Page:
Have you ever wondered where the stone used to restore and repair Gloucester Cathedral comes from? Would you like to know more about the tools and techniques used by stonemasons to blend old and new? Over the next three weeks, Gloucester Cathedral is promoting four exciting new events exploring the how the building was made and the work of the extraordinary stonemasons who have maintained it for generations.
‘Living Stones’ opens on Saturday 25 August in the magnificent South Tribune gallery at Gloucester Cathedral. This free exhibition documents the journey of a stone from quarry to cathedral, whilst showcasing key pieces from the Cathedral’s archaeological stonemasonry collection. Many items have never been displayed before, including contemporary maquettes and extraordinary examples of setting out by the current stonemason’s team. The opening day also includes a free clay gargoyle making workshop from 11.00am-3.00pm.
The opening weekend of the exhibition coincides with the Gloucester Stone Carving Festival being held at Llanthony Secunda Priory. This event showcases and celebrates the skills of stonemasons, providing an opportunity for people to see live carving by master craftspeople. The festival will also offer the first chance to look inside the newly restored Farmhouse.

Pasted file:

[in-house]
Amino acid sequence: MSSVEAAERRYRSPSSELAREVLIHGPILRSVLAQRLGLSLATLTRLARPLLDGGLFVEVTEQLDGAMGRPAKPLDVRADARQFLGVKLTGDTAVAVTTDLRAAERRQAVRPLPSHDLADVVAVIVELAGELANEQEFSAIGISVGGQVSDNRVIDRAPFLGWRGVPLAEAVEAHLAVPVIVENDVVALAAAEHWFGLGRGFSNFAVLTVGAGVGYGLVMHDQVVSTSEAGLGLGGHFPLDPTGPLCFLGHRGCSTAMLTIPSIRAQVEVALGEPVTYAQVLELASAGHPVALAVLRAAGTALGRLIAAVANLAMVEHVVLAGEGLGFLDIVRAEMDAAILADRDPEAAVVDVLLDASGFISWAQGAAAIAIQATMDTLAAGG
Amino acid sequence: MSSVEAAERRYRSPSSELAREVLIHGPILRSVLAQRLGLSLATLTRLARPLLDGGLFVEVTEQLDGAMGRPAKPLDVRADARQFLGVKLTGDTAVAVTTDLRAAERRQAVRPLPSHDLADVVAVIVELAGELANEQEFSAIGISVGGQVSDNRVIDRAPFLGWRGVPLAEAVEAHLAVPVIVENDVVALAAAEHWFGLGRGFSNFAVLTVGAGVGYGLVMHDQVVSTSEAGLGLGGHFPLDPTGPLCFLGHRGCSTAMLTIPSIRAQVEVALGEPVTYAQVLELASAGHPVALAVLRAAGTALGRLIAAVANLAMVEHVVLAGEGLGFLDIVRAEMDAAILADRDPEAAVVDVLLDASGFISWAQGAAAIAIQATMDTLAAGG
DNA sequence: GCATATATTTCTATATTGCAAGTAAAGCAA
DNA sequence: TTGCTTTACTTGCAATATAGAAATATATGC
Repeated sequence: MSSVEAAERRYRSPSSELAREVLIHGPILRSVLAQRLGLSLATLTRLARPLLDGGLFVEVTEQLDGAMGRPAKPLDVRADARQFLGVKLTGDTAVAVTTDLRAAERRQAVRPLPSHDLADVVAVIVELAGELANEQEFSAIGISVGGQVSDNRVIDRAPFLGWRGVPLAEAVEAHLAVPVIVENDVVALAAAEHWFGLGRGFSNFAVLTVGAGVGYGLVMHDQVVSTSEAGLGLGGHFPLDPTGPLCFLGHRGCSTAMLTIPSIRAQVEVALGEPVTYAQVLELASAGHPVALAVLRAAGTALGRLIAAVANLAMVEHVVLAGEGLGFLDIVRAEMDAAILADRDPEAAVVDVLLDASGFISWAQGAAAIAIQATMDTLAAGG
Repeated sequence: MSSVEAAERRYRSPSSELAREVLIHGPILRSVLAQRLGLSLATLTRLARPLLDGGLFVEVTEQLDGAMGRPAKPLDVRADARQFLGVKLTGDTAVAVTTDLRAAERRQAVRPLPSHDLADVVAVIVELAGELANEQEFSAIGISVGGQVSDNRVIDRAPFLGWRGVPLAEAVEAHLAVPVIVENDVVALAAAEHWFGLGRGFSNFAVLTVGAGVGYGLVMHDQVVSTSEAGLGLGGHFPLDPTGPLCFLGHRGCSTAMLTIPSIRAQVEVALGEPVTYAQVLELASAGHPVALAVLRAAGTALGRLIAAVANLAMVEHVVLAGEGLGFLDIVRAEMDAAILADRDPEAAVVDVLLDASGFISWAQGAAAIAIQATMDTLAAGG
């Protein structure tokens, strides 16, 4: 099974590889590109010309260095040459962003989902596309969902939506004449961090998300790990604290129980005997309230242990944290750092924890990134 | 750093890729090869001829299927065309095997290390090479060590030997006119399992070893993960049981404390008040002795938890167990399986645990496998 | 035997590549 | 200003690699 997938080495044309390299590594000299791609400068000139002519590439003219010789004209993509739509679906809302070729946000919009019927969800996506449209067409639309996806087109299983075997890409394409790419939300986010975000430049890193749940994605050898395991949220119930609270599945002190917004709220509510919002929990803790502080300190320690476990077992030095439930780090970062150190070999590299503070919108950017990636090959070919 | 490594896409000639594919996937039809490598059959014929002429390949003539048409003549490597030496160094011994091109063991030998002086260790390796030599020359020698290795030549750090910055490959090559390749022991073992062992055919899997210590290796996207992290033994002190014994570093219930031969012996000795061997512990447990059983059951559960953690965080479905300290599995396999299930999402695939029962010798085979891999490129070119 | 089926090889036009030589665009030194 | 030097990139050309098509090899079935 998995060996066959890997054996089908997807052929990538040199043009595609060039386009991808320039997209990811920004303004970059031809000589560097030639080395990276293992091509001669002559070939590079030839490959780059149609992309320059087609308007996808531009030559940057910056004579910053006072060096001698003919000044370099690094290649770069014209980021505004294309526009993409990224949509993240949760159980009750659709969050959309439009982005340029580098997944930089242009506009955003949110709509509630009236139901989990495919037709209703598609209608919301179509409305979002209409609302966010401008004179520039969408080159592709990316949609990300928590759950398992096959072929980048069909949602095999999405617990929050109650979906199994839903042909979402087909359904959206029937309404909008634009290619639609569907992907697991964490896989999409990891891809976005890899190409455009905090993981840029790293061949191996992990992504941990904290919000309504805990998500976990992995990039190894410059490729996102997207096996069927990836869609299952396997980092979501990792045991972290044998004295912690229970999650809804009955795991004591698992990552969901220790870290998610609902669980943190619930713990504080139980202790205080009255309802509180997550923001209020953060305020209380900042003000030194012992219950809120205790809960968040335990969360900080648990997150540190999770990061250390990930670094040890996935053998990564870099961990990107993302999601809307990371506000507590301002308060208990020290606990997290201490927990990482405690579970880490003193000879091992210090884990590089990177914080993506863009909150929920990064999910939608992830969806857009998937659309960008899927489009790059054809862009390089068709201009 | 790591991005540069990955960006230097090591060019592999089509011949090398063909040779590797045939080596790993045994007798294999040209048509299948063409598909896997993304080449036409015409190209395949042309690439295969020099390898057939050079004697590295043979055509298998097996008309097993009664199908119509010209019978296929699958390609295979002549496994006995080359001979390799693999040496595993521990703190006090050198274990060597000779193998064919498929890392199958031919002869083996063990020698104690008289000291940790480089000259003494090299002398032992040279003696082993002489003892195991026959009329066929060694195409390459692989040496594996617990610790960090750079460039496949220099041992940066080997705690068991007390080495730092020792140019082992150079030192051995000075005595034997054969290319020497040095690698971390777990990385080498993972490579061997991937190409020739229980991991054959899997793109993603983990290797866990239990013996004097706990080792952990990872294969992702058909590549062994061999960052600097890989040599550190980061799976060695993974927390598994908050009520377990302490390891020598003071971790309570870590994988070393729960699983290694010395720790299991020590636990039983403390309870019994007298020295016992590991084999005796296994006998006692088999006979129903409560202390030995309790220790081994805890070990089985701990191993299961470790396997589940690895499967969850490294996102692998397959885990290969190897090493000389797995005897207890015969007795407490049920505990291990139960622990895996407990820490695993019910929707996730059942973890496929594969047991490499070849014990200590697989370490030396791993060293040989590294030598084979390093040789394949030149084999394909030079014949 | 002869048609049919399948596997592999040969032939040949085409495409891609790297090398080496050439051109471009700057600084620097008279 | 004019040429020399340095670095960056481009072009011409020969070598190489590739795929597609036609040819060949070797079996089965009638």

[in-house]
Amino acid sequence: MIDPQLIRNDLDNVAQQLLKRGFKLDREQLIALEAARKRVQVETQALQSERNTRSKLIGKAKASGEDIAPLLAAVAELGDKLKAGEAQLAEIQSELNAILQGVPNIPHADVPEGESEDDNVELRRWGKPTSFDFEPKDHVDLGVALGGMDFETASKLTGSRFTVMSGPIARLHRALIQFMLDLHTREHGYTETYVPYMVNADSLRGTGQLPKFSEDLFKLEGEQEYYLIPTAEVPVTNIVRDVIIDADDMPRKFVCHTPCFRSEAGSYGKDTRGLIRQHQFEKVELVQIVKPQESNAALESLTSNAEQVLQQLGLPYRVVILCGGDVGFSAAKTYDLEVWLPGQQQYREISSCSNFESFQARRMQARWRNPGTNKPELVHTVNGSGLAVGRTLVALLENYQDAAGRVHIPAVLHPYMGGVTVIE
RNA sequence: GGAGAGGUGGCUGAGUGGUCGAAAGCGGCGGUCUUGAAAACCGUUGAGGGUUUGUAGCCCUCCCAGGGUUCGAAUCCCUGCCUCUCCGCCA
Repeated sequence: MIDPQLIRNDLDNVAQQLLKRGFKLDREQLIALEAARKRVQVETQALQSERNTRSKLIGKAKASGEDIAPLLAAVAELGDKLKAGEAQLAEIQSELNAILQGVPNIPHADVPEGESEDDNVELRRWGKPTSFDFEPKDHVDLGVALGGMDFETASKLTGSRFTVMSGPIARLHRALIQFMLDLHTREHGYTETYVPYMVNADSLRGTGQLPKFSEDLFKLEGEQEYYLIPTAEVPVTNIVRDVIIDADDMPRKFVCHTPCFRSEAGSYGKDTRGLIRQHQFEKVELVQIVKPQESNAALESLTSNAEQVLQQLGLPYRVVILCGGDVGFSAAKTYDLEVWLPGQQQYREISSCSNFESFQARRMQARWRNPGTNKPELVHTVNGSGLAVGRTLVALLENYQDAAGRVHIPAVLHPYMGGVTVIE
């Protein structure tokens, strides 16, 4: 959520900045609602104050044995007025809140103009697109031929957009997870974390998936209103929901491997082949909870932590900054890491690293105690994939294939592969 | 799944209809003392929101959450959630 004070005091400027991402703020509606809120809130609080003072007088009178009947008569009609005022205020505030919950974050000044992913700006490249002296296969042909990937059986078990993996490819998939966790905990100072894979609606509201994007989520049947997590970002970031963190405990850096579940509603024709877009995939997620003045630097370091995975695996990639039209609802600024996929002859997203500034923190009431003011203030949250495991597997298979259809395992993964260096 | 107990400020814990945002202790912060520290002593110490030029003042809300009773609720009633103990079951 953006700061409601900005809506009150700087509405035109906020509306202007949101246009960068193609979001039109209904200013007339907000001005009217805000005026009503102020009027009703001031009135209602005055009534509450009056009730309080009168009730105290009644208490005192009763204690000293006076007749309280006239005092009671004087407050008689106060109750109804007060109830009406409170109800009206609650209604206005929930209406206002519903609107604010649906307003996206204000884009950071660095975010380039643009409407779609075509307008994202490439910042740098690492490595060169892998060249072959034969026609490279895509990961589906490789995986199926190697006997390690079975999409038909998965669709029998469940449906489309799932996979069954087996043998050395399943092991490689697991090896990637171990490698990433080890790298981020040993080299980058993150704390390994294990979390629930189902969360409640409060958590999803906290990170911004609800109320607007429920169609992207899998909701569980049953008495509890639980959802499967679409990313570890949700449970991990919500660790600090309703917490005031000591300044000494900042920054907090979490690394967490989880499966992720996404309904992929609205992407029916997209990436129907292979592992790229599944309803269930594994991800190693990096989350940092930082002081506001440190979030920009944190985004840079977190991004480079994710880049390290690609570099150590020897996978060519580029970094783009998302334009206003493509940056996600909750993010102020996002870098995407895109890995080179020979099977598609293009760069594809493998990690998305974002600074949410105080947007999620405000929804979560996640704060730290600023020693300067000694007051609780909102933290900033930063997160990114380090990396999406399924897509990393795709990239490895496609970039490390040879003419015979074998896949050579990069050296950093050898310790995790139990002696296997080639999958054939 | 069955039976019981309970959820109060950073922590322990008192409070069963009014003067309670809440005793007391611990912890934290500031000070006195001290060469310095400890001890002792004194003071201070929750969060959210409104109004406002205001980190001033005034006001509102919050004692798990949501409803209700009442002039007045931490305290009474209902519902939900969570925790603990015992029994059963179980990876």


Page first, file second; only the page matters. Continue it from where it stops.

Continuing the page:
Gloucester History Festival offers the final two opportunities to learn more about Gloucester Cathedral’s Stonemasons. On Monday 10 September between 1.00-3.00pm visitors can enjoy a free Meet the Masons demonstration on the Cathedral Green and on Friday 14 and Saturday 15 September (between 10.00-12.00pm and 1.00-3.00pm) the stonemasons yard will open for guided tours giving rare, behind-the-scenes access to a traditional workshop. Places are limited so booking early is advised.
Master Mason, Pascal Mychalysin, has trained over forty masons during his time at the Cathedral and as a master carver, is responsible for some of the intricate carving for which the Cathedral is famous. Pascal said:
“Since 1089, generations of stonemasons have worked tirelessly to build, conserve and restore various parts of the Cathedral. This important heritage skill has been a constant throughout the Cathedral’s history, which continues today and will remain in the future. We are incredibly fortunate to be one of only a handful of English cathedrals to have our own in-house team of talented masons to support the maintenance of the building which is why it remains in such wonderful condition. We are always eager to share our skills with people and are looking forward to this exciting series of events.”
For more press information please contact:
Helen Jeffrey, Community Engagement Manager
Llanthony Secunda Priory Trust – Stone Carving Festival
Emma Davies, Heritage Manager
Gloucester History Festival